To catch up with this two-part series, read part one.
My first diagnosis of depression came while I was in college. It took me a while, though, before I started seeing the pattern.
A Therapist? Medication? I’ll Take Both
I called my mom today, again, crying. It’s just so hard, y’know? I work my butt off each day and can’t seem to pull the A’s I so desperately want. I suck. Majorly. I’m in this class where I am required to write 3 papers this semester. Three huge papers. I can’t write–the proof is in the mark-ups of my returned papers. I can’t believe I told myself I could come here to BYU and succeed. Everyone is smarter than I am. Most have completed AP courses prior to attending, I most definitely did not. I am having even more panic attacks–episodes in which my breathing shallows and I feel like I’m going to suffocate. I can’t compete anymore; I’ll never win.
As a college student, my mother intervened and convinced me to make an appointment with a therapist. I decided that I would, the next semester. Over the course of our many meetings, my therapist explained to me the inconsistencies with my thought processes and my personal conduct. “Obviously,” she explained, “you are an excellent student who is exerting herself to the point of anxiety. In fact, I’m sure we can look back through your personal history and see many types of anxiety attacks. My dear, you suffer from the treatable condition of anxiety, with a touch of depression.” She helped me focus on my strengths and taught me relaxation methods to make it through classes, exams, and, most importantly, finals. I deferred medication at that point because our sessions were so successful that it didn’t seem necessary.
Fast forward to 2 years later. I was pregnant with Andrew and having the same symptoms. My husband convinced me to talk with my doctor about my evident depression; I concurred. The next appointment I brought it up and my doctor immediately prescribed medication. I resisted taking it, though I had it filled immediately, thinking that if only I were a stronger person I could do without it. Once again, a loved one intervened–my husband–and encouraged me to try the medicine. I did. The difference was amazing. At this point, we couldn’t afford a therapist so I stuck with the medication and felt much more…sane.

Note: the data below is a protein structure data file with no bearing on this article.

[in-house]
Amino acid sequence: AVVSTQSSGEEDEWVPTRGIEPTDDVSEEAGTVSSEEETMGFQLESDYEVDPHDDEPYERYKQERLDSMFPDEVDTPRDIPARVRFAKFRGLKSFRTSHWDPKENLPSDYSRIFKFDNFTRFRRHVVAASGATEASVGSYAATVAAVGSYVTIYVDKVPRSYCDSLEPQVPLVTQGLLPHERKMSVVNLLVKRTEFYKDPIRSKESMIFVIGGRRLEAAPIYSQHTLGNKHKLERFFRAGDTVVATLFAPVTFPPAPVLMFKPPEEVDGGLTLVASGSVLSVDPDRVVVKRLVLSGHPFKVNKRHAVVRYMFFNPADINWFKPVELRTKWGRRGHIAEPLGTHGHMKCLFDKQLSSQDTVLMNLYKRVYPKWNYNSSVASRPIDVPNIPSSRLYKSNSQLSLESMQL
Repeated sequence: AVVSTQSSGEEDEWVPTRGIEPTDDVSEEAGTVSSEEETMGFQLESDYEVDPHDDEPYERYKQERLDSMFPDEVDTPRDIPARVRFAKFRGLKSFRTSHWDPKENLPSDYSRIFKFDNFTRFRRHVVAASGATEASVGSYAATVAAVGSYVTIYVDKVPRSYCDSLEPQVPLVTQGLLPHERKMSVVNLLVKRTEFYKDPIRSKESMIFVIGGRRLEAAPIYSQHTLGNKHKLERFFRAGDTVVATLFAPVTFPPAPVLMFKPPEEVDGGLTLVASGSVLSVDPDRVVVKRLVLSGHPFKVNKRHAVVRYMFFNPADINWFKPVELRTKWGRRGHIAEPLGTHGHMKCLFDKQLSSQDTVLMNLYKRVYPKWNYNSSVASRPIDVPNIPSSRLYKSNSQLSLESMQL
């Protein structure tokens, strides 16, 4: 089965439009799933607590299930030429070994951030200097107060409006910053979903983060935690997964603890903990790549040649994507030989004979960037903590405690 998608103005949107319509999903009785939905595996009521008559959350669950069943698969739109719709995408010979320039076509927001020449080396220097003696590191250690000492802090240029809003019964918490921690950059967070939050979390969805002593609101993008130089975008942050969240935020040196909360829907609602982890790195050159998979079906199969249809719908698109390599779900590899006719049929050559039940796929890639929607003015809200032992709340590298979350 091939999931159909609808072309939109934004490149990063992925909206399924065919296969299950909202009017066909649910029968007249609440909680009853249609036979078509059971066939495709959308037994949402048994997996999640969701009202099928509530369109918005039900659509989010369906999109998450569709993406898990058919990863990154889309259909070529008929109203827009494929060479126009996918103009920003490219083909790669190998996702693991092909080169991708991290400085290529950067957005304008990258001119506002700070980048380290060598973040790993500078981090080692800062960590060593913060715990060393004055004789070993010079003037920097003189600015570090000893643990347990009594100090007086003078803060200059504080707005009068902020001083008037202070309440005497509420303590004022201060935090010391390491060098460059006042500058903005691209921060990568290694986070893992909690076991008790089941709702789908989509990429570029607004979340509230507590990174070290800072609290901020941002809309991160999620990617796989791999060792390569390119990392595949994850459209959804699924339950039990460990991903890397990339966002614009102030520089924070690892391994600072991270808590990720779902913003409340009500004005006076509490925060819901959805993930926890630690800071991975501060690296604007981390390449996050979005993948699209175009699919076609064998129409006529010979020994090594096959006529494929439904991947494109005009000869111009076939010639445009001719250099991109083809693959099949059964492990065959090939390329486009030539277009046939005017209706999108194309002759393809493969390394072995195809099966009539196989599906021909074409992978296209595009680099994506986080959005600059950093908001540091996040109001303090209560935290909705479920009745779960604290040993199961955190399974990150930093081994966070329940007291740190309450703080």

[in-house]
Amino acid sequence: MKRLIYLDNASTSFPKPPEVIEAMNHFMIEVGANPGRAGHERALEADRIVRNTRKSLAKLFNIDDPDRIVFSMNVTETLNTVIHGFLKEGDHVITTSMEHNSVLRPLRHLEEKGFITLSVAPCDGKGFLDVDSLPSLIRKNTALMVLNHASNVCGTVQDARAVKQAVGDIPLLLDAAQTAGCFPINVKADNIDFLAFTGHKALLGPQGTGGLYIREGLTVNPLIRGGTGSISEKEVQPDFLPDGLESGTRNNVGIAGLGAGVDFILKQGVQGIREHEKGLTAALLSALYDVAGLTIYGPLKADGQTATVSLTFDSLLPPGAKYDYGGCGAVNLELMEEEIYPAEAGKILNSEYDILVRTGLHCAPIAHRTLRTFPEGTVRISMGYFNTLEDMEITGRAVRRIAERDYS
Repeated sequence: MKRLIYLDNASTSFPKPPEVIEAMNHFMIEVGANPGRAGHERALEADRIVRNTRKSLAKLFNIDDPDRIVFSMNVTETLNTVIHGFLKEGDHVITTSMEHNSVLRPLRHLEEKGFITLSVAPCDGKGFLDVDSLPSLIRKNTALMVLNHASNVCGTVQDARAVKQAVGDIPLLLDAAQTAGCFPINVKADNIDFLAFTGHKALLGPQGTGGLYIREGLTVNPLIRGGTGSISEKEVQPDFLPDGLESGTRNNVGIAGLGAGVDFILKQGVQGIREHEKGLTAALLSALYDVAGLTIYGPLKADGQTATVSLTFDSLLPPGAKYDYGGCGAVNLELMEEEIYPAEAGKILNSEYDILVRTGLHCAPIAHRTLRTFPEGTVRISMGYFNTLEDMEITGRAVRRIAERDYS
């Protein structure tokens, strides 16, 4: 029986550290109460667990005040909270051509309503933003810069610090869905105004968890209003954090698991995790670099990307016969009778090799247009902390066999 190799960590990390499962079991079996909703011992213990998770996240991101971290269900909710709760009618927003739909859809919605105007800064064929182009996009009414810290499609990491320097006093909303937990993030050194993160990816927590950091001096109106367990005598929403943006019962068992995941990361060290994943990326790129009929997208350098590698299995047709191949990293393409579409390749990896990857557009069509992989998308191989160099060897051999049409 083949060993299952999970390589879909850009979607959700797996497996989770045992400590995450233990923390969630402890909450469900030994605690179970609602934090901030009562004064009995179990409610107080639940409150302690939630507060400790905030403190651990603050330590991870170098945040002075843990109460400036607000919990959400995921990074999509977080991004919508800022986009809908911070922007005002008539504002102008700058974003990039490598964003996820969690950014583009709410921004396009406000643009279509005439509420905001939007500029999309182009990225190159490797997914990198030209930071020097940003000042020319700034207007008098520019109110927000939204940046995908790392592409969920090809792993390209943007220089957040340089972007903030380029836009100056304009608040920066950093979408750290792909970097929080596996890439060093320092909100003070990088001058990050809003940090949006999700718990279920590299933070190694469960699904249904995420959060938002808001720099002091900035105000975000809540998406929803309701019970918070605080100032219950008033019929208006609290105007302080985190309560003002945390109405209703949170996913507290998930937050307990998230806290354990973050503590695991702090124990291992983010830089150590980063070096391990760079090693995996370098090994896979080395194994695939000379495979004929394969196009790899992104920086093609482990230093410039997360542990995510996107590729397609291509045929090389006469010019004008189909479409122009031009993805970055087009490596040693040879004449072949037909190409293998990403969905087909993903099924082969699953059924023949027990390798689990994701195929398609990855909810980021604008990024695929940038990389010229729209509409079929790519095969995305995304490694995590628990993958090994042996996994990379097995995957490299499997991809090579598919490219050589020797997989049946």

After trying both, I believe that therapy and medication are optimal for me as I have the benefits of the SSRI’s increasing seratonin levels, and a therapist teaching me different coping methods. I have also found alternative forms of medicine–changing my diet and exercising–to be beneficial.
An Ongoing Conclusion
I feel more level lately. My moods aren’t nearly as severe and I am laughing so much more than I have in the past year. Ben has noticed the difference as well. I no longer freak out when he’s home, because I’m scared of him leaving, and have started cooking dinners regularly and exercising again. However, I am scared. Afraid of seeking into those depressive depths again. I wonder if I’ll be able to get out the next time.
Contrary to popular belief, depression isn’t constant. It usually kicks in during times of great stress and change, but if left untreated it can result in very long episodes. I didn’t learn this until recently, when I became more self-aware.
After years of debilitating anxiety and untimely bouts with depression, I can look back and differentiate between what was real and what was imagined. In my teens, I have vivid memories of severe panic attacks accompanied by draining depression. My parents supposed my symptoms were related to my obsessive perfectionism. What I thought was pregnancy related depression with Andrew in reality was my anxiety kicking into over-drive and bringing depression along for the ride. The same thing with my supposed Postpartum depression.
In November (last month), with the guidance of my husband, I came to the conclusion that I was once again experiencing severe anxiety and depression. The ruthless nature of this mental illness has kept me down. Really down.
Unfortunately, our finances cannot allow a doctor’s visit this month. This has forced me to review the sessions with my therapist I had as a college student and figure out ways to at least control the symptoms. I have incorporated a good fitness routine into my day and this really has made a slight, but important difference.
I am lucky to have a marvelous and in-tune husband as well as supportive friends. (Including all of you.) Depression and anxiety are hard to live with. But we are lucky to live in a time of modern medicine and excellent therapists. For that I am grateful.